Tuesday, September 23, 2014
Strange Shores by Arnaldur Indridason
Arnaldur Indridason is perhaps the best known of Icelandic mystery author of "Nordic Noir" thrillers, with nine of his twelve Inspector Erlendur books translated into English.
Erlendur is a misfit, a dour man whose entire life has been weighed down by guilt over the childhood death of his younger brother, who was lost on the high moors above their remote east Icelandic village during a sudden snowstorm. The two young boys had accompanied their father on a search for some of the family's sheep. All three had become separated from each other during the blizzard. Their father made it back home and raised the alarm; search parties found and rescued Erlendur; but young Beggi vanished, his body never found.
The tragedy destroyed the family. They abandoned the farm and moved to Reykjavik., where his father succumbed to depression. Eventually Erlendur found work as a police officer.
There's an underlying fatalism to all of Erlendur's cases; many of the crimes he investigates have their roots in the past, when Iceland was a poor, insular country, life was hard and unforgiving, and domestic violence was often covered up. Yet Erlendur understands that kind of crime far better than the crimes of the "new" Iceland, connived at by shady developers and greedy financiers, drug dealers and sex traffickers.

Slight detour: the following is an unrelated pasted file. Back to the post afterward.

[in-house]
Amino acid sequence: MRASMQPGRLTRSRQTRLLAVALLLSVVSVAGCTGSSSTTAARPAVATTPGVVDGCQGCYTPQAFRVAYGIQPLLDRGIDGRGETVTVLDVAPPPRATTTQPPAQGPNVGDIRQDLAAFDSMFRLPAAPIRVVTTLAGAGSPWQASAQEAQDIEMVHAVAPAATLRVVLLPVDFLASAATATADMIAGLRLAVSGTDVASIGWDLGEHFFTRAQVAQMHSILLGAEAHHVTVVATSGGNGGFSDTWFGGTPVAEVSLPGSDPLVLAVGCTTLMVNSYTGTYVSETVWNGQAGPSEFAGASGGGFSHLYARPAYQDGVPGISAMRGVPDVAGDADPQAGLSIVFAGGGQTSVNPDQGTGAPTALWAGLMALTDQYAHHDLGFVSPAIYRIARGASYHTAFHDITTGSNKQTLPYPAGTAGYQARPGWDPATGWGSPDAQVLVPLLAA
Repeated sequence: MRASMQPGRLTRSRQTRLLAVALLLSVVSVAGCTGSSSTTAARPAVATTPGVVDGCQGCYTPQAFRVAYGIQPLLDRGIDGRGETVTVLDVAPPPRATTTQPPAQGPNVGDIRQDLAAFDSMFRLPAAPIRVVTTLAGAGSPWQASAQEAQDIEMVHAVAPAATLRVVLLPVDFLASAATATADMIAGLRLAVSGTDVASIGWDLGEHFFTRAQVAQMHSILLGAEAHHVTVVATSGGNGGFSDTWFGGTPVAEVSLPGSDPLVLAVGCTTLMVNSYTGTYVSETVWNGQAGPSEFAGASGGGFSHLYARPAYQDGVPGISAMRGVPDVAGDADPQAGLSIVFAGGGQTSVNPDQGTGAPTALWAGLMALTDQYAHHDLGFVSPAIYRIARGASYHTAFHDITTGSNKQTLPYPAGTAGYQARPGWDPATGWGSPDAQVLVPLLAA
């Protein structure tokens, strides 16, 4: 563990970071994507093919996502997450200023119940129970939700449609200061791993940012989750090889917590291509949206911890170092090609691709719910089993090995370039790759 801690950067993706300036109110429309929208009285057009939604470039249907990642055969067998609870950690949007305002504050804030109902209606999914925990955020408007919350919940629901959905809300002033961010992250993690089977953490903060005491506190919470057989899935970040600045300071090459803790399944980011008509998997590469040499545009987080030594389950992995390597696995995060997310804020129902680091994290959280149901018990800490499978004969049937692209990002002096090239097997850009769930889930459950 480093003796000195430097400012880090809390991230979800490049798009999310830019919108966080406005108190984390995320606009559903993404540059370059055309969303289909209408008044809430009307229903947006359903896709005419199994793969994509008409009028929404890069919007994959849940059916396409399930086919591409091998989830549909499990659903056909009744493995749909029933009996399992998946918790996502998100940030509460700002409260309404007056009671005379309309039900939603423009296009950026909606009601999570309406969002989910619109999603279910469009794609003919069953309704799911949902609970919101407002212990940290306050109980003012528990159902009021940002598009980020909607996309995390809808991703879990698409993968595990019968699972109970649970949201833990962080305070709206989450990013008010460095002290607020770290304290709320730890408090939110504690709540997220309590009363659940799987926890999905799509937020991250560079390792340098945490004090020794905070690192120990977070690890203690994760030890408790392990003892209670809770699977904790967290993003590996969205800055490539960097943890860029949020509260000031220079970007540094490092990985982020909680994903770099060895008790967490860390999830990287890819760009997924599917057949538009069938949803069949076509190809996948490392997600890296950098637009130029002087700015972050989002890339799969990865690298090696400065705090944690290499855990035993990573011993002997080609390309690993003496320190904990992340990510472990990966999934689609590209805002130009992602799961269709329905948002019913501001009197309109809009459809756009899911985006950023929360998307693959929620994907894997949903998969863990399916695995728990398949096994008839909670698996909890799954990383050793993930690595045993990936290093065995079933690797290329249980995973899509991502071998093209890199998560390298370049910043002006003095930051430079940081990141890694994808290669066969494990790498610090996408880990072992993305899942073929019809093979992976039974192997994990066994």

In Indridason's last novel, Black Skies, Erlendur was referred to but never appeared; he was said to be on leave and visiting his old family croft at Bakkasel. In Strange Shores we read the story of Erlendur's visit there, once again wandering the moors searching for expiation from his guilt.
There he meets an old hunter and hears again the stories of other lives lost during past storms; one, in particular, catches his interest, because it happened very close in time to the loss of his brother. A young married woman left her home one morning to walk over the mountain pass to visit her mother in the next village; a sudden storm came down on the mountains and she too was never found.
A few years later, the tragedy was completed when her husband, who never remarried, was drowned in a storm while working on a fishing boat. But his body at least was recovered and laid to rest in his village graveyard.
The story catches Erlendur's attention. Even though it all happened more than forty years ago, in his usual obsessive way, Erlendur begins making inquiries, piecing together accounts of what occurred, tracing family members and anyone yet alive who knew the people involved and might still remember details of these events. And he begins to discover discrepancies, as he compares the various accounts, that lead him to suspect something quite different happened. That someone still alive is harboring a guilty secret that has wreaked his life, as Erlendur's guilt has worked on him.
A powerful tale of love and death, revenge and retribution, confession and absolution, very like the ancient Icelandic sagas.
Click HERE to read an interview with Arnaldur Indridason talking about Strange Shores.